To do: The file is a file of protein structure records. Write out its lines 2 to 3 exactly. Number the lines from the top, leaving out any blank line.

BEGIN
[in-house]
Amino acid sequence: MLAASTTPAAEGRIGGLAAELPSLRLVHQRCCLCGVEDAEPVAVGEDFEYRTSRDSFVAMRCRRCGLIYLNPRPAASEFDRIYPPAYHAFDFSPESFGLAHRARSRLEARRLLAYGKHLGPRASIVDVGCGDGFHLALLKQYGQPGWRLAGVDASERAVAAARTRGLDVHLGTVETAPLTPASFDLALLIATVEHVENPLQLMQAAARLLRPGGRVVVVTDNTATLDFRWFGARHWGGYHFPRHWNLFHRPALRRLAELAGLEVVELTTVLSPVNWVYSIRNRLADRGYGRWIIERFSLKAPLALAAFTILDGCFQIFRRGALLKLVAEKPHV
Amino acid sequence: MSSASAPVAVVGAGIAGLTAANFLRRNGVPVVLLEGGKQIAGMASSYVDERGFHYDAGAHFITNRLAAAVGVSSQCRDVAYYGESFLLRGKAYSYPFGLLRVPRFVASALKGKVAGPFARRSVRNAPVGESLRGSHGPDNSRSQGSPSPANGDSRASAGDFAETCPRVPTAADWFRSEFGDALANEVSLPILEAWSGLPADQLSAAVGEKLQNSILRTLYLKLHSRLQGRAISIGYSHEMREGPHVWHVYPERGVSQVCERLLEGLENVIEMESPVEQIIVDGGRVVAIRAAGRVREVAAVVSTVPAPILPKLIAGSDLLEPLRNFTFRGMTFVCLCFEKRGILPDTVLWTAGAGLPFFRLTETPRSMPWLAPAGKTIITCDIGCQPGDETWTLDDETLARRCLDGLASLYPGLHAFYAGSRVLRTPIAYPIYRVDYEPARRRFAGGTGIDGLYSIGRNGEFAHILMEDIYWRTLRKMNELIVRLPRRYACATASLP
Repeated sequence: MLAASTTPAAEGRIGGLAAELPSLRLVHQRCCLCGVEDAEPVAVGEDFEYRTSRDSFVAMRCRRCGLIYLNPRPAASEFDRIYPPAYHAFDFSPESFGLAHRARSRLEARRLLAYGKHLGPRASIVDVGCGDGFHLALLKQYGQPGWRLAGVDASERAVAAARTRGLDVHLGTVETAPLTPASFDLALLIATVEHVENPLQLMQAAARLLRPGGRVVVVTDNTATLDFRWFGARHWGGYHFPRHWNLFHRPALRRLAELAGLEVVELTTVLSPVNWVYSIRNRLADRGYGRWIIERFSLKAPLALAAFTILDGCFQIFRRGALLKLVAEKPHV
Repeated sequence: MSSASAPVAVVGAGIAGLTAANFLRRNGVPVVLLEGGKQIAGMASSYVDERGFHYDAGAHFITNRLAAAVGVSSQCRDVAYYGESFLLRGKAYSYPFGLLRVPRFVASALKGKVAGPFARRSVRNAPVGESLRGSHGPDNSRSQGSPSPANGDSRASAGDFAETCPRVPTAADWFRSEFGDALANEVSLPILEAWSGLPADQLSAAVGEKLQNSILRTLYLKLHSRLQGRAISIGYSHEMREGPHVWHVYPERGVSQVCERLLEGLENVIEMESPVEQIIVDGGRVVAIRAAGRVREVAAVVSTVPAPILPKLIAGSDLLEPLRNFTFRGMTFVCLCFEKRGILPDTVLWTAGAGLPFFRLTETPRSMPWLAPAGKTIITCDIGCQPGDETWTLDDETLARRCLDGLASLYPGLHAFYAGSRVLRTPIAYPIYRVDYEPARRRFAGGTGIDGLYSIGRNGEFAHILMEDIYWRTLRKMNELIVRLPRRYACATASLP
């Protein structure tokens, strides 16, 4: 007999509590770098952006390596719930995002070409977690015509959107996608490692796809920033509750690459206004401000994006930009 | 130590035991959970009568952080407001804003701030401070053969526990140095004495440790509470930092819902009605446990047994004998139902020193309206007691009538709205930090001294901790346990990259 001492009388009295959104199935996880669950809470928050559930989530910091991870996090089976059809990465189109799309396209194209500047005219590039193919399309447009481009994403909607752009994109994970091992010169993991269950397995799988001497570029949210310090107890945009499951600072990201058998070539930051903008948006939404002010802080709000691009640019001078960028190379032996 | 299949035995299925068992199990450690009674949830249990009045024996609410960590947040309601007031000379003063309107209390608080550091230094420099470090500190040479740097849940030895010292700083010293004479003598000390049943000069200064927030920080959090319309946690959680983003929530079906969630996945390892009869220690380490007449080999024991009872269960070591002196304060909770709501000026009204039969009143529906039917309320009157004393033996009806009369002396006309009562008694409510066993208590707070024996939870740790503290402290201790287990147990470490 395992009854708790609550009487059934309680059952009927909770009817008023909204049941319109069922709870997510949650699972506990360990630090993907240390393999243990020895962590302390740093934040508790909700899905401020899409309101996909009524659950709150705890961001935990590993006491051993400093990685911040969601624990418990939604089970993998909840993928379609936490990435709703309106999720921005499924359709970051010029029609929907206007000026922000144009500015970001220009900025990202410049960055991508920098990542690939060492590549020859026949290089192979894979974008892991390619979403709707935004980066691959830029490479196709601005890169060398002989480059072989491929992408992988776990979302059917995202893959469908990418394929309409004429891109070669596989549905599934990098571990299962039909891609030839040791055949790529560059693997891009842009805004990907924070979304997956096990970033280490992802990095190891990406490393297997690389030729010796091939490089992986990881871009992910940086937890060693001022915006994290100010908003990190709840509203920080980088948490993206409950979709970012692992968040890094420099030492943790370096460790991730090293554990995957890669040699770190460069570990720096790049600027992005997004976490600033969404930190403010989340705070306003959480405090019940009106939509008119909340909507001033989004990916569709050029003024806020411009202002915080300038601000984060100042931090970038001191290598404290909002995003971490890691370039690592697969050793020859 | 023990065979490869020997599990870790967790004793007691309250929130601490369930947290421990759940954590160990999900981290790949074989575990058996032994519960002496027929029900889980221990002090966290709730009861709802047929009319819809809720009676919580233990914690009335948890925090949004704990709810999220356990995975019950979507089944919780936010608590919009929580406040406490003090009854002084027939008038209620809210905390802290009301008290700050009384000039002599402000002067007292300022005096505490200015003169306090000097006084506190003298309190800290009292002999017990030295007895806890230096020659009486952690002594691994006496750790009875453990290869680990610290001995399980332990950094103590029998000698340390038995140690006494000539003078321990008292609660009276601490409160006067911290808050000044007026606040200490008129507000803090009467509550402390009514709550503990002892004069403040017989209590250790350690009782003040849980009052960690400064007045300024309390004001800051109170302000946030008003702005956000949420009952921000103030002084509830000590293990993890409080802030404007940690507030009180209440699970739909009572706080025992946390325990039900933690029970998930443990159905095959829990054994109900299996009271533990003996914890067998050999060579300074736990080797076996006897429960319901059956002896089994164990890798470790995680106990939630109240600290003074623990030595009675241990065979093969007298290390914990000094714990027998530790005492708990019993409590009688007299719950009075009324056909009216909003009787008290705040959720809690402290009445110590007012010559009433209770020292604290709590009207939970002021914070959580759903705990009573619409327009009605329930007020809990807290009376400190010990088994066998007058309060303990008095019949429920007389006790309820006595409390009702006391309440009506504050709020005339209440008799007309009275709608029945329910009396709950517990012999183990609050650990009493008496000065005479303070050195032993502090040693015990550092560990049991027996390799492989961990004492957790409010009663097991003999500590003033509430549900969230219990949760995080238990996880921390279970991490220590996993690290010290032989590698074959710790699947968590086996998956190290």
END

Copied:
Amino acid sequence: MLAASTTPAAEGRIGGLAAELPSLRLVHQRCCLCGVEDAEPVAVGEDFEYRTSRDSFVAMRCRRCGLIYLNPRPAASEFDRIYPPAYHAFDFSPESFGLAHRARSRLEARRLLAYGKHLGPRASIVDVGCGDGFHLALLKQYGQPGWRLAGVDASERAVAAARTRGLDVHLGTVETAPLTPASFDLALLIATVEHVENPLQLMQAAARLLRPGGRVVVVTDNTATLDFRWFGARHWGGYHFPRHWNLFHRPALRRLAELAGLEVVELTTVLSPVNWVYSIRNRLADRGYGRWIIERFSLKAPLALAAFTILDGCFQIFRRGALLKLVAEKPHV
Amino acid sequence: MSSASAPVAVVGAGIAGLTAANFLRRNGVPVVLLEGGKQIAGMASSYVDERGFHYDAGAHFITNRLAAAVGVSSQCRDVAYYGESFLLRGKAYSYPFGLLRVPRFVASALKGKVAGPFARRSVRNAPVGESLRGSHGPDNSRSQGSPSPANGDSRASAGDFAETCPRVPTAADWFRSEFGDALANEVSLPILEAWSGLPADQLSAAVGEKLQNSILRTLYLKLHSRLQGRAISIGYSHEMREGPHVWHVYPERGVSQVCERLLEGLENVIEMESPVEQIIVDGGRVVAIRAAGRVREVAAVVSTVPAPILPKLIAGSDLLEPLRNFTFRGMTFVCLCFEKRGILPDTVLWTAGAGLPFFRLTETPRSMPWLAPAGKTIITCDIGCQPGDETWTLDDETLARRCLDGLASLYPGLHAFYAGSRVLRTPIAYPIYRVDYEPARRRFAGGTGIDGLYSIGRNGEFAHILMEDIYWRTLRKMNELIVRLPRRYACATASLP